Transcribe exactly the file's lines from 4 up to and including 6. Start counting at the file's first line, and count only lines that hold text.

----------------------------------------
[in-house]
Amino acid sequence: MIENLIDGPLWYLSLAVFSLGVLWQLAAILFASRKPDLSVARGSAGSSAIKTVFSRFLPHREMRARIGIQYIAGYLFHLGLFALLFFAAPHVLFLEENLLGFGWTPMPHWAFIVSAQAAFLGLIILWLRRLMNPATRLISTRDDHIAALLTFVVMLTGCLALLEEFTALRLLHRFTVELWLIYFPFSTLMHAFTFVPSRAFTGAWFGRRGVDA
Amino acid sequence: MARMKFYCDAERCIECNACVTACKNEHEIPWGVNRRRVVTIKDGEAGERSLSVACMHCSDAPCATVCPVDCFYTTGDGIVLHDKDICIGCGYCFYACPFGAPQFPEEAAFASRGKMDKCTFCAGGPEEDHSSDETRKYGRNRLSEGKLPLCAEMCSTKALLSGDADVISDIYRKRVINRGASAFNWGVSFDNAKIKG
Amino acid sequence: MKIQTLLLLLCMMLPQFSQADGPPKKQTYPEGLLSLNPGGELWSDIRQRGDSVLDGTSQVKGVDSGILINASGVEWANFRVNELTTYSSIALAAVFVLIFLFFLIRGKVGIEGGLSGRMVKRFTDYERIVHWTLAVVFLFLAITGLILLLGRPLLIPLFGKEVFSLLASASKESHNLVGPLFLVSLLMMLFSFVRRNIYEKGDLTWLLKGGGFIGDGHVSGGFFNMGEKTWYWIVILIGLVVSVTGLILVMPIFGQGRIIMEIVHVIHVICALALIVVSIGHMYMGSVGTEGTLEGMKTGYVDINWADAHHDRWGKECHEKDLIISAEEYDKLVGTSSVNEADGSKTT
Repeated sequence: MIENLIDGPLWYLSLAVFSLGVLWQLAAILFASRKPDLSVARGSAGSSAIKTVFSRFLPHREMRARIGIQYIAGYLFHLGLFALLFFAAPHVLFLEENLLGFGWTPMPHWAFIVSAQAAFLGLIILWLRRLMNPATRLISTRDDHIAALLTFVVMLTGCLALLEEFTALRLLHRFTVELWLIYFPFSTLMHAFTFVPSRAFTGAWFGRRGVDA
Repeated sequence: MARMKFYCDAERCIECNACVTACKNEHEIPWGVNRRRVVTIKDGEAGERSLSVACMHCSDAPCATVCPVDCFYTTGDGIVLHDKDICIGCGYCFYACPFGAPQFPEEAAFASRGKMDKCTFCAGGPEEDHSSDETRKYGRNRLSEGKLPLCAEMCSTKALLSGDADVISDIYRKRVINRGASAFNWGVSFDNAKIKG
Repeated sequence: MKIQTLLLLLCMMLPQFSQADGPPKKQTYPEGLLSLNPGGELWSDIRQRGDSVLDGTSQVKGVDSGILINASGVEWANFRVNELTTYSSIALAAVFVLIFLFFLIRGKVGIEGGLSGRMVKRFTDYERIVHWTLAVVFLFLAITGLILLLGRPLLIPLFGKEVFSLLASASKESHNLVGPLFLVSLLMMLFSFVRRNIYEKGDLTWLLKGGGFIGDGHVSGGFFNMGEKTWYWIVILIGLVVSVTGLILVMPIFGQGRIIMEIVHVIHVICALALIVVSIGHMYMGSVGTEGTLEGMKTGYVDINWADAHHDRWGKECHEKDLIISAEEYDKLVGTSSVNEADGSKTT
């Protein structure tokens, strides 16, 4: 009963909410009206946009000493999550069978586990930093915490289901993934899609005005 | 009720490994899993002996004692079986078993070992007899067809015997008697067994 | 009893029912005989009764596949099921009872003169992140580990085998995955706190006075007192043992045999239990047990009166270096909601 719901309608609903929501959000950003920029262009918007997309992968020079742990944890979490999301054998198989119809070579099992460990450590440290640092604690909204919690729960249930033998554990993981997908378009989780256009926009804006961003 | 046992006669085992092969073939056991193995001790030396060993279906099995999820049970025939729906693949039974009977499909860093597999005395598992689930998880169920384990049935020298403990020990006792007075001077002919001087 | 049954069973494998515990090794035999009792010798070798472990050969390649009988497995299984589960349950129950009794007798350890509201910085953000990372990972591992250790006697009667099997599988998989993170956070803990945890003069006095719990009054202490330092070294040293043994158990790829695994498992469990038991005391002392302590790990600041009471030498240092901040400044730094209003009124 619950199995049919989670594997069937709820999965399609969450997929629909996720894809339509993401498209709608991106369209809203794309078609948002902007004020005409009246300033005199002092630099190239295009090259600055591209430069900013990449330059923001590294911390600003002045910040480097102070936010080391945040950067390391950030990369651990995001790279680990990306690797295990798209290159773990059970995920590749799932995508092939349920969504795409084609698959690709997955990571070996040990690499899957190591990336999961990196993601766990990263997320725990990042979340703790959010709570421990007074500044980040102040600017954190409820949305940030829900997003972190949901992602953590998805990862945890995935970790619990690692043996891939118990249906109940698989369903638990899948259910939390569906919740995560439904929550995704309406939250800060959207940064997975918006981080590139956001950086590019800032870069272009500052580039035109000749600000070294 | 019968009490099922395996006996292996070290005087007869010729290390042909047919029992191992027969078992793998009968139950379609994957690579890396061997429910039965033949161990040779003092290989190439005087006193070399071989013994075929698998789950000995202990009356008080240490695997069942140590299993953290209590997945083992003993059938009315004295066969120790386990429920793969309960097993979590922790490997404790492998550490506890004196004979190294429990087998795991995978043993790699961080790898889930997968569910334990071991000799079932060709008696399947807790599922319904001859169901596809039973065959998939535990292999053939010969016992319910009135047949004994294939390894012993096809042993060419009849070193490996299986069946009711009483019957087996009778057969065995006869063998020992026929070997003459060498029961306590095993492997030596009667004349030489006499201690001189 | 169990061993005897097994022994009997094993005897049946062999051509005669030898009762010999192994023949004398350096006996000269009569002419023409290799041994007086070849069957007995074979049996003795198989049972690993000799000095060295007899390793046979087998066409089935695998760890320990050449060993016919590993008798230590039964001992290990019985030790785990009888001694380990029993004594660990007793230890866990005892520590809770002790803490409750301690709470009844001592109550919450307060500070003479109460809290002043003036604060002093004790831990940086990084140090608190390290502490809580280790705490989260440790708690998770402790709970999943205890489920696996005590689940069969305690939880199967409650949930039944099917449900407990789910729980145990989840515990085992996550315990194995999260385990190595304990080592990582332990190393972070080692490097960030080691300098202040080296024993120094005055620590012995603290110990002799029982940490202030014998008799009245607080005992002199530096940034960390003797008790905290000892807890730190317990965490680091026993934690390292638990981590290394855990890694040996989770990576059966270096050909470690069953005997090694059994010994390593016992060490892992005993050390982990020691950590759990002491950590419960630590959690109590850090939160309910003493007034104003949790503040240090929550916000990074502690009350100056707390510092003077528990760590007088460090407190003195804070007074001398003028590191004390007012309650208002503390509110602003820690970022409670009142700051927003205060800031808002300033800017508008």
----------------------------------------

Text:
Amino acid sequence: MKIQTLLLLLCMMLPQFSQADGPPKKQTYPEGLLSLNPGGELWSDIRQRGDSVLDGTSQVKGVDSGILINASGVEWANFRVNELTTYSSIALAAVFVLIFLFFLIRGKVGIEGGLSGRMVKRFTDYERIVHWTLAVVFLFLAITGLILLLGRPLLIPLFGKEVFSLLASASKESHNLVGPLFLVSLLMMLFSFVRRNIYEKGDLTWLLKGGGFIGDGHVSGGFFNMGEKTWYWIVILIGLVVSVTGLILVMPIFGQGRIIMEIVHVIHVICALALIVVSIGHMYMGSVGTEGTLEGMKTGYVDINWADAHHDRWGKECHEKDLIISAEEYDKLVGTSSVNEADGSKTT
Repeated sequence: MIENLIDGPLWYLSLAVFSLGVLWQLAAILFASRKPDLSVARGSAGSSAIKTVFSRFLPHREMRARIGIQYIAGYLFHLGLFALLFFAAPHVLFLEENLLGFGWTPMPHWAFIVSAQAAFLGLIILWLRRLMNPATRLISTRDDHIAALLTFVVMLTGCLALLEEFTALRLLHRFTVELWLIYFPFSTLMHAFTFVPSRAFTGAWFGRRGVDA
Repeated sequence: MARMKFYCDAERCIECNACVTACKNEHEIPWGVNRRRVVTIKDGEAGERSLSVACMHCSDAPCATVCPVDCFYTTGDGIVLHDKDICIGCGYCFYACPFGAPQFPEEAAFASRGKMDKCTFCAGGPEEDHSSDETRKYGRNRLSEGKLPLCAEMCSTKALLSGDADVISDIYRKRVINRGASAFNWGVSFDNAKIKG